The trial oftransgender murder victim Angie Zapata goes to the jury today in Colorado, and marks the first time the state will try a case in which gender identity — recognized as a protected class by Colorado and 11 other states — gets hate crime status.
The killer, one Allen Andrade, claims he lost control upon learning Angie’s gender but prosecutors say the killing — by blunt force trauma with a fire extinguisher — was premeditated:
But prosecutor Brandi Nieto argued that Andrade learned the truth about Zapata’s gender 36 hours before he killed her. Andrade had accompanied Zapata to traffic court, where clerks called her Justin Zapata, Nieto said.
“This was not a snap decision,” she said.
Last month, a judge threw out Andrade’s confession to police, saying it came after the suspect told them he was through answering questions. Prosecutors say they intend to use statements he made to others, including, “It’s not like I . . . killed a straight, law-abiding citizen.”
Wow, what a heartless individual.
The L.A. Times reports that controversy has erupted in the courtroom as the defense attorney insisted on referring to Angie as “Justin” or “he”, while the prosecution referred to her as “she”.
The video above shows coverage of the trial from earlier this week. The question that remains is what Andrade will be charged with. Since his defense concedes he is guilty, it’s now up to jurors to decide whether he will be charged with 1st degree murder — which will mean life in prison without parole — or a lesser charge.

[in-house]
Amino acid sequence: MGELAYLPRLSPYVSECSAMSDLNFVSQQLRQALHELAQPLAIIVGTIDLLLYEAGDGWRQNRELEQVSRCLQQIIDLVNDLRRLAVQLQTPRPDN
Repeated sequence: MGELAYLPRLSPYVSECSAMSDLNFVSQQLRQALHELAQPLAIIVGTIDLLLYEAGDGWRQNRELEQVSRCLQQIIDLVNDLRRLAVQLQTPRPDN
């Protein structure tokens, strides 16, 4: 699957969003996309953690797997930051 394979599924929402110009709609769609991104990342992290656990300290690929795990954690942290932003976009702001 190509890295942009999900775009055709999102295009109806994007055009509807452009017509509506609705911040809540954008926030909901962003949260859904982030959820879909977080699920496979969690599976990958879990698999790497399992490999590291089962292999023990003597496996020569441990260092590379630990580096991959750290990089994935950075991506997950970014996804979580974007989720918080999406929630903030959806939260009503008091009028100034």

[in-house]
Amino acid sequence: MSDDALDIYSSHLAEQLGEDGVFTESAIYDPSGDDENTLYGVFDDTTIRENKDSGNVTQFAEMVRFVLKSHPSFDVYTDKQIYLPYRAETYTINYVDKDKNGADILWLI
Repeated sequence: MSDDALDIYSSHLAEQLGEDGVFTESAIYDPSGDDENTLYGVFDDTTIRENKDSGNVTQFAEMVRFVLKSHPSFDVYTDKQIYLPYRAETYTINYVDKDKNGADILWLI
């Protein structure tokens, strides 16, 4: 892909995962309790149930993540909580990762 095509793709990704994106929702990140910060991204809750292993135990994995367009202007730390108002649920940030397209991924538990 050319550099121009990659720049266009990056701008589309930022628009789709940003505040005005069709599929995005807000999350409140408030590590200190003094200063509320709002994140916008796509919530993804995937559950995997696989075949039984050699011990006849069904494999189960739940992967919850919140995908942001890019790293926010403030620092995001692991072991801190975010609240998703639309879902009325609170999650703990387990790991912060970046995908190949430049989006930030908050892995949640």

There seems to be no end to the continuing saga of Miss California vs. blogger Perez Hilton. In less than 48 hours, la Miss appears to have turned herself into a bible thumping representative of the religious right and Hilton appears to getting angrier rather than cooling off.
In the above clip, watch Miss California give her side of the story, and MSNBC manipulate the facts.
Fidel Castro said Tuesday that President Obama “misinterpreted” his brother Raul’s sentiments toward the United States and bristled at any suggestion Cuba should free political prisoners or reduce official fees on money sent to the island from the U.S.
Raul Castro touched off a whirlwind of speculation that the U.S. and Cuba could be headed toward a thaw in nearly a half-century of chilly relations last week, when he said Cuban leaders would be willing to sit down with their U.S. counterparts and discuss “everything,” including human rights, freedom of the press and expression, and political prisoners on the island.
I can’t help it, I must say that it amuses me to think of the trouble that Raul must be in right now. How badly did he screw that whole thing up? We can blame it on “misinterpretation,” but you know Fidel is threatening to keep him hidden in an attic room somewhere now.
I don’t think anybody really knows what to do with Obama’s extended hand rhetoric. Chavez is shaking hands with Obama, Raul is offering to talk, Mahmoud Ahmadinejad is talking to resident flake, George Stephanopoulos… Obama is making world leaders look like total assholes if they don’t also extend a hand–but hell, who really wants to extend a hand when you can be a macho anti-U.S. crusader?